I’ve got one response for this:
(Okay, I actually have more than one response, natch, so bear with me. Orbit Books is one of the few big SFF publishers that understands the value in building a brand for its authors. When they weren’t happy with Brent Weeks’ cover for The Black Prism, they recovered the whole series and created an eye-catching and instantly recognizable series on bookstore shelves. They’ve done so with James S.A. Corey’s The Expanse, and Ann Leckie’s Imperial Radch series. The packaging and branding for Daniel Abraham’s The Dagger and the Coin was never their finest work, but it was bold and the emblematic weapon (sword, axe, torch, shield and spear) were consistent and matched scale.
And, now, suddenly, here’s a generic fantasy landscape with a lifeless dragon and a repeating cloud pattern, with the same handful of buildings cut and paste beneath them.
Not only that, they’ve doubly burned the branding on the series by using the tower’s peak as the “i” in the title, something that’s unprecedented in the previous covers.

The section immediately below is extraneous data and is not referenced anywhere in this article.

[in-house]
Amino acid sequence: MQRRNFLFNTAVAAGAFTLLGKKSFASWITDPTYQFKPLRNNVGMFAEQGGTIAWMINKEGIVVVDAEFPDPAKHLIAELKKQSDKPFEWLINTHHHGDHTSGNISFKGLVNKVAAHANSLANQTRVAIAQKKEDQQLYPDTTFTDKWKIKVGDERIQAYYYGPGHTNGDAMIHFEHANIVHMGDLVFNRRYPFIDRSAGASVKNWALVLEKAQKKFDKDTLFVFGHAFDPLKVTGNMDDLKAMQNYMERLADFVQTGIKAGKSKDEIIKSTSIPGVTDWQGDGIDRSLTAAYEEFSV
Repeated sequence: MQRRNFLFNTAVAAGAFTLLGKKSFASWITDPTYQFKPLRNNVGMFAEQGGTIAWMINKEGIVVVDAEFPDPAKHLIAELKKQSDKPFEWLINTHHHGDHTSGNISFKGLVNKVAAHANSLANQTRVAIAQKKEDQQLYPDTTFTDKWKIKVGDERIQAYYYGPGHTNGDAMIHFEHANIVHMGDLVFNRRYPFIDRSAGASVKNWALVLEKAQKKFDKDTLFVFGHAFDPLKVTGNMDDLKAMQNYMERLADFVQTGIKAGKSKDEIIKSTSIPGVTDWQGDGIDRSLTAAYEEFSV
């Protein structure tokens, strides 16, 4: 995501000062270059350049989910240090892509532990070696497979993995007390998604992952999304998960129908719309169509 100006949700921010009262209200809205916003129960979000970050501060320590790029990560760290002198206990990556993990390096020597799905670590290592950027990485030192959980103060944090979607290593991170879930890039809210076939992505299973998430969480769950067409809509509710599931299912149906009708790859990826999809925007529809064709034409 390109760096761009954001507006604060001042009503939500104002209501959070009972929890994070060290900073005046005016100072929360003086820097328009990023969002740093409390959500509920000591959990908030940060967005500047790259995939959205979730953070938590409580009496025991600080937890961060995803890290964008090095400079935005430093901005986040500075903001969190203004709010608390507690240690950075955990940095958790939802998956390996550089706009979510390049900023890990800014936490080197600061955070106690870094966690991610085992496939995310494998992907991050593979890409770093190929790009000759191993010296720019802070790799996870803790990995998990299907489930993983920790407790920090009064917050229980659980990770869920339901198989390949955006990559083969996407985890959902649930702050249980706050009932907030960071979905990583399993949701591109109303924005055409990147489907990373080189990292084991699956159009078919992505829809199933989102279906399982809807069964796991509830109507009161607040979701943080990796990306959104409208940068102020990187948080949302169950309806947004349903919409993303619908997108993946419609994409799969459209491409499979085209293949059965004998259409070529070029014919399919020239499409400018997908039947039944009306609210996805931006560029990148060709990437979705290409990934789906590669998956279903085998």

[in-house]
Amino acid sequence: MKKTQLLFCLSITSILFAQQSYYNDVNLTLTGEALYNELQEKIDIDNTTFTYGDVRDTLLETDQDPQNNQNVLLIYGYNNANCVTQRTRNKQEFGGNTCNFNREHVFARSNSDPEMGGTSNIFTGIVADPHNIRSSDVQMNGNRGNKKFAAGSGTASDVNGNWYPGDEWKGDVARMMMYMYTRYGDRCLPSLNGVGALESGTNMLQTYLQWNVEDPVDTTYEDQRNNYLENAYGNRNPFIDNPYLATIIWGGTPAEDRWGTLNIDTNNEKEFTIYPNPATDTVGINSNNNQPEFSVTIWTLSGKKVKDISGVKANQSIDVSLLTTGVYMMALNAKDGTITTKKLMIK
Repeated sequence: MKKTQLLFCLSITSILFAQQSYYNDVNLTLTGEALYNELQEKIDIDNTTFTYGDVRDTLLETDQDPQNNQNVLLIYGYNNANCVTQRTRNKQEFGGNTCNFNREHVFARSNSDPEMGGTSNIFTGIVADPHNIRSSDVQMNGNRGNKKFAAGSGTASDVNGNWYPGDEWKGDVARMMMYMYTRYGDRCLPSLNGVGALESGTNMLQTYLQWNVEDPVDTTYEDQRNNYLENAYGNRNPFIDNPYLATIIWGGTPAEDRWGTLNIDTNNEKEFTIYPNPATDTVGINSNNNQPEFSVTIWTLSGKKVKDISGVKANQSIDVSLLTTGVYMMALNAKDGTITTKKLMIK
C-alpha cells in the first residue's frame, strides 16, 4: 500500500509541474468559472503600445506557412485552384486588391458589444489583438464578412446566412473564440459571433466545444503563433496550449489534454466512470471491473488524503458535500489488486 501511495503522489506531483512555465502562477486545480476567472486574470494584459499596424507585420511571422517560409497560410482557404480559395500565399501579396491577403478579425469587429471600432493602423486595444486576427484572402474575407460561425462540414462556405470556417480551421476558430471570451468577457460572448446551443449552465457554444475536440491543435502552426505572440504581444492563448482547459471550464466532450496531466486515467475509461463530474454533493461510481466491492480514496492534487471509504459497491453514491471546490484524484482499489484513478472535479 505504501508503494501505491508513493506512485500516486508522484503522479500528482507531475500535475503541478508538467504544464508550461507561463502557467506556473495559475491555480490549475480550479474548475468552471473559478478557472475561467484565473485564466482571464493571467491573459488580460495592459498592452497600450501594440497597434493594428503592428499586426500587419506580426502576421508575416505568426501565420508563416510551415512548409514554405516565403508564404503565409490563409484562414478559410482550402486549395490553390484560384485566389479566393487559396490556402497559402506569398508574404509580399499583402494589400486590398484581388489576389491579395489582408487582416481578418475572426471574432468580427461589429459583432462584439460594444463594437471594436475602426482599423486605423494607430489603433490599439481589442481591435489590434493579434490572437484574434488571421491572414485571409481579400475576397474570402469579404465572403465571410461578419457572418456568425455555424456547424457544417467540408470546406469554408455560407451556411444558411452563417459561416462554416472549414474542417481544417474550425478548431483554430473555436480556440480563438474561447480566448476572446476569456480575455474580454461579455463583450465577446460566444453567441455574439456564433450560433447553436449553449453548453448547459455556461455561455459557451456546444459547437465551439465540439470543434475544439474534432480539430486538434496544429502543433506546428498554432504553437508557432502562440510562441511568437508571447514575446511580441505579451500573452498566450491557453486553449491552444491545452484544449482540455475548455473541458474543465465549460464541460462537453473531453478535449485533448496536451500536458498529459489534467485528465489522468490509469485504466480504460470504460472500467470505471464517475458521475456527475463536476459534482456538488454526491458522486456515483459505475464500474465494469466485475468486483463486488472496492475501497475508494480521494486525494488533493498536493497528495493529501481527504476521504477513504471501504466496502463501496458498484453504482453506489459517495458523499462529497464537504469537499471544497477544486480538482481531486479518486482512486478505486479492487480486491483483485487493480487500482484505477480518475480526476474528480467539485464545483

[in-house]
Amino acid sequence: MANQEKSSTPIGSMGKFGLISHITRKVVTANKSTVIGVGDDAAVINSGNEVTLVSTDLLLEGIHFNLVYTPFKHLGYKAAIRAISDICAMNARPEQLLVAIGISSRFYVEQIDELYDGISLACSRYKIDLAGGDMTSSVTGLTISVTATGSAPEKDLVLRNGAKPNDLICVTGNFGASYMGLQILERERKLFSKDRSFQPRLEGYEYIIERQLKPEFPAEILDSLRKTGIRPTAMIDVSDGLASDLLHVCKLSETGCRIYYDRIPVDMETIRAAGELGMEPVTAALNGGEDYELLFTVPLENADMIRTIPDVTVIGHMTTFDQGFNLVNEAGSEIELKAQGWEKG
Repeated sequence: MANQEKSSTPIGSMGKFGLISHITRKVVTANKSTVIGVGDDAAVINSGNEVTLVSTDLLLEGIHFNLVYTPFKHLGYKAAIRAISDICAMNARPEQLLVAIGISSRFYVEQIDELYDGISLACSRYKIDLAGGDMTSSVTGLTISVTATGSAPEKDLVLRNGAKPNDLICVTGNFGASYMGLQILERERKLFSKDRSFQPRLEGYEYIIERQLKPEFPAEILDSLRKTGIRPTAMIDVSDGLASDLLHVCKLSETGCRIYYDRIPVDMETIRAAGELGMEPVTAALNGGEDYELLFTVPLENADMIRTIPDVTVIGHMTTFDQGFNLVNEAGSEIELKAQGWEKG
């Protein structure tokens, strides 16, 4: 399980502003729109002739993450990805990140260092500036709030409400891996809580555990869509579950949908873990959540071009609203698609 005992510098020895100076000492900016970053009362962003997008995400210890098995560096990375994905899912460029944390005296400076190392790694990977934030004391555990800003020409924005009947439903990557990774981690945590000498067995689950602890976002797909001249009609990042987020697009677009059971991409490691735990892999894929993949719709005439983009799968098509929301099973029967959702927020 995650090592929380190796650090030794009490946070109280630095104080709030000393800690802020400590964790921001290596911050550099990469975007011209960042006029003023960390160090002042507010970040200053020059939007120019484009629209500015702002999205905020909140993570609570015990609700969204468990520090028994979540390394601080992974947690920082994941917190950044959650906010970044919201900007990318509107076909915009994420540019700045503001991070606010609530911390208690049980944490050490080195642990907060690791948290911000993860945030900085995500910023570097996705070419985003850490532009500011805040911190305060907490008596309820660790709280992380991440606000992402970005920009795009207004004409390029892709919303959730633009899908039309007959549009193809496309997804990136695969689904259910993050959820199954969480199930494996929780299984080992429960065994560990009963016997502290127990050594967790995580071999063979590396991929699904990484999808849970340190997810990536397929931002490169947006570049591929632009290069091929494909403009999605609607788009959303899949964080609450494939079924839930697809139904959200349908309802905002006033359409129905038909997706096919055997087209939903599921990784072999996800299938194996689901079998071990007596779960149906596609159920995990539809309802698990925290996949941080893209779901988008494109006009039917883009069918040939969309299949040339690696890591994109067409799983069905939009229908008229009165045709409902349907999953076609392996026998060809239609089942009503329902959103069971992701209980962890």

Come on, Orbit. You can (and have) done better.
This isn’t the fifth book in an ongoing series that needs a kick in the sales pants, it’s the final volume of an attractive series from an author with a lot of diehard fans. Rebranding a series can be a powerful tool for introducing a series to a new set of readers, or giving sales a kick in the pants. However, the cover of the fifth and final volume in a series certainly isn’t going to sell more copies of the preceding four volumes, and, if they’re trying to bump themselves up a few notches on the scale of epic awesomeness, presumably to match the climax of the trilogy, they’ve stumbled over the finish line in a race they led the whole way through.
Disappointed doesn’t even begin to describe my feelings.